Lisa – But I see that your fellow judges don't agree (especially Fay!)…

    Caroline – I didn't really like that point-of-view, but I did enjoy the first section – once we changed narrator, the book just lost me though. My Korean (as you can guess) is non-existent: the examples I pulled out were based on a knowledge of Japanese, especially the more formal nature of the language of entering and leaving a house.

    Violet – Bad translators, I would imagine 😉 Criticising translators is tricky as you're never really sure whether they're at fault, but it does come up a lot in Japanese books too. Perhaps the competition is simply fiercer in European languages, and this drives up the quality? Or I could just be talking rubbish…

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  6. I followed Fay's link, and it is a very nasty piece. There are a couple of valid points, but they are drowned out by the bile. It's the first negative review I've seen which concentrates on the story and not the actual writing, and that's a mistake. I admit that the idea of the novel is a good one but…

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  7. Well, I'm one of those who liked it. I liked the mix of voices and, as I said in my review, felt it added to the “meaning” of the novel” and it also gave the novel more interest for me as a reader.

    I don't think the characters were totally unlikeable — I think they were fairly typical young people getting on with their lives and forgetting about the needs of their parents, particularly their mother. I think that generation gap is probably exaggerated in a society going through great social change – where the young find their parents out of step and embarrassing. And, even if they are unlikeable, does that make it a bad book?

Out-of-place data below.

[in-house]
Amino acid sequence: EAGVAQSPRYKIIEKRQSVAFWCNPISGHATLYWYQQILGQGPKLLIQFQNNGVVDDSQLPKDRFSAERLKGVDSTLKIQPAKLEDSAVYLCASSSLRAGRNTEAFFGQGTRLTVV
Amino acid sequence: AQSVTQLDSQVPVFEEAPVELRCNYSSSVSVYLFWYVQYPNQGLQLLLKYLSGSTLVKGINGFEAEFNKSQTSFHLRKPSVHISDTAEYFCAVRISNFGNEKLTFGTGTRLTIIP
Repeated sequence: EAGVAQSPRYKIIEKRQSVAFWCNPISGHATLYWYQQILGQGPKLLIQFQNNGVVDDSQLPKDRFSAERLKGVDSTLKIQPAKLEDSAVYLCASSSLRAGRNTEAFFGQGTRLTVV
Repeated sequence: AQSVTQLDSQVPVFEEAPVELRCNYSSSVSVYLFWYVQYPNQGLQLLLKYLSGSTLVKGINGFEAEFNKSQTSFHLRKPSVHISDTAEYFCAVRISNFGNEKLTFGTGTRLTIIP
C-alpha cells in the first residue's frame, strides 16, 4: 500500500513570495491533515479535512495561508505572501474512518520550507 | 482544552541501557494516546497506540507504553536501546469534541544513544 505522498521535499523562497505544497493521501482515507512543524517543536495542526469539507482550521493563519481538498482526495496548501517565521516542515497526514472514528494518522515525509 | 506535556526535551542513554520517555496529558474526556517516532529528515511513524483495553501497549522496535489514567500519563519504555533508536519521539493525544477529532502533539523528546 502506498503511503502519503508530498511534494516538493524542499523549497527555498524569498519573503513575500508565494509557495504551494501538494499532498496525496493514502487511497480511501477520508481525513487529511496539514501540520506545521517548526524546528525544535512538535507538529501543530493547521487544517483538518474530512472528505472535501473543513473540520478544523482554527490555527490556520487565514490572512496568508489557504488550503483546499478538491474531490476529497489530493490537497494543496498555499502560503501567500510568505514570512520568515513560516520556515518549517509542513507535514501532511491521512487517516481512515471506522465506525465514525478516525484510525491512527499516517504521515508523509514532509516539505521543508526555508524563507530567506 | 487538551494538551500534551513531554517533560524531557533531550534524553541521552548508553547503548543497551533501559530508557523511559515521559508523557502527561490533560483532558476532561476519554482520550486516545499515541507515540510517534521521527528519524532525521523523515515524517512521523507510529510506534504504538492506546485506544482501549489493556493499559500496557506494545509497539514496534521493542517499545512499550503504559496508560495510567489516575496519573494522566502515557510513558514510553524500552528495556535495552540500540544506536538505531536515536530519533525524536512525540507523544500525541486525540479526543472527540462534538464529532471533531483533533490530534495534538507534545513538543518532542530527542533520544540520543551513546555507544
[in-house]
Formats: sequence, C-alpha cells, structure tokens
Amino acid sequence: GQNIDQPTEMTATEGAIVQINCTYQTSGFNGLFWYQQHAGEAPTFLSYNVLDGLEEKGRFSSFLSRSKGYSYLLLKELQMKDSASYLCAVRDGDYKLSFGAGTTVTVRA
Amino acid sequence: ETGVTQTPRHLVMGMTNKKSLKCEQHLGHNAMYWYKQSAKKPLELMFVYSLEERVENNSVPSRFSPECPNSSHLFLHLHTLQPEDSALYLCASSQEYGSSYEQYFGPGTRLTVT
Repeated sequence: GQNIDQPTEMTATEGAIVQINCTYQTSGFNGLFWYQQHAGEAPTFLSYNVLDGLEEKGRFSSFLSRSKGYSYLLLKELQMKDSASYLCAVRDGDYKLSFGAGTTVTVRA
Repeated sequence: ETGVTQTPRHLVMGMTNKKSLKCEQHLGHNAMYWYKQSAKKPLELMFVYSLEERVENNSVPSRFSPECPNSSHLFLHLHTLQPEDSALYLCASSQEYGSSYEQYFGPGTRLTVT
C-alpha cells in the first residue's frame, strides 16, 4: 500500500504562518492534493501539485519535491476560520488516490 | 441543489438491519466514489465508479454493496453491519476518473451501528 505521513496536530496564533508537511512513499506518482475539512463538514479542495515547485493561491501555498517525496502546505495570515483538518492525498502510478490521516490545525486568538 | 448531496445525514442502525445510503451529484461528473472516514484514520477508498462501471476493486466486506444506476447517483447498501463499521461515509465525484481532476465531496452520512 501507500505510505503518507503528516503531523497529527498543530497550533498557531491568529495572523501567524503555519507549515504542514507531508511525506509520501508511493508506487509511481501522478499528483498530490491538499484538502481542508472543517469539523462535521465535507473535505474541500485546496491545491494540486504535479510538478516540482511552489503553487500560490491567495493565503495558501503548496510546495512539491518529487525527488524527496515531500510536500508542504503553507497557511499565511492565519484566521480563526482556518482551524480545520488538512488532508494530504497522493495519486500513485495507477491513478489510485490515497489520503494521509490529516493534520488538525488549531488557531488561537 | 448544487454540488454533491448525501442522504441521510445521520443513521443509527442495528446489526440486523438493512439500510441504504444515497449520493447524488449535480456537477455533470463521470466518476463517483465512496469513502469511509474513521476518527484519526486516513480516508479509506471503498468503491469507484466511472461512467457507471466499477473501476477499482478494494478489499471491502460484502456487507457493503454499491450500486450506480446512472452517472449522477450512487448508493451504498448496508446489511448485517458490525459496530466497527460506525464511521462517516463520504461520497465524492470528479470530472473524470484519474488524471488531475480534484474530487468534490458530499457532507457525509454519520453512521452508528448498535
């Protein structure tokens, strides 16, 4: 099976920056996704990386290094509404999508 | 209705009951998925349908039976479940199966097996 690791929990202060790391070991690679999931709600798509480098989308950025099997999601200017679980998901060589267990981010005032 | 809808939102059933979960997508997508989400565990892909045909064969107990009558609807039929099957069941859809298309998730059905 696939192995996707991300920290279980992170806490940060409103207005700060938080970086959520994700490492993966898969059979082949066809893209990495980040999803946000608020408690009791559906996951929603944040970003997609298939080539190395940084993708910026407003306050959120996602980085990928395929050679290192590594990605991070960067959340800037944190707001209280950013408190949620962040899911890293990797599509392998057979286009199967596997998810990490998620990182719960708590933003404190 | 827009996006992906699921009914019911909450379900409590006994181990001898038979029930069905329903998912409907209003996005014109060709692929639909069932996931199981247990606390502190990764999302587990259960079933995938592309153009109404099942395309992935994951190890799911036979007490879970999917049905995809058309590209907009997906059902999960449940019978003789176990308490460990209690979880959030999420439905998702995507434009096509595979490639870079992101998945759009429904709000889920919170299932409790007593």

I didn't think they were whinging … but genuinely reflecting on their lives and relationship with their mother. There was some repetetion but usually from different angles I thought.

    I can't really comment on the translation as I don't know how the original was … I find reviewing translations tricky for this reason. I'd love though if you could give some examples of the poor writing/translation?

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  8. A mix of voices is good, but I don't think it worked well here. As for the characters, I disagree. I found them shallow, one-dimensional and very badly-drawn. If a non-Korean had written this, we would probably be accusing them of simplistic stereotyping…

    As for the writing, I can't give any examples as I took the book back to the library as quickly as I could 😉

    I'd like to stress that I found the idea good – if another, more accomplished, writer had taken this as a draft and used it as the basis for a book, it might have been a really outstanding novel.

    But I don't think either of us is going to persuade the other on this one…

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  9. Clearly not Tony! But then again one rarely does change another person's mind, it's such a personal thing, isn't it? I would love though to have had some examples … speaking generally, I think it makes it easier to see where a reviewer is coming from, to see if there's something those of us who feel differently missed because that can happen if you are focused on something else.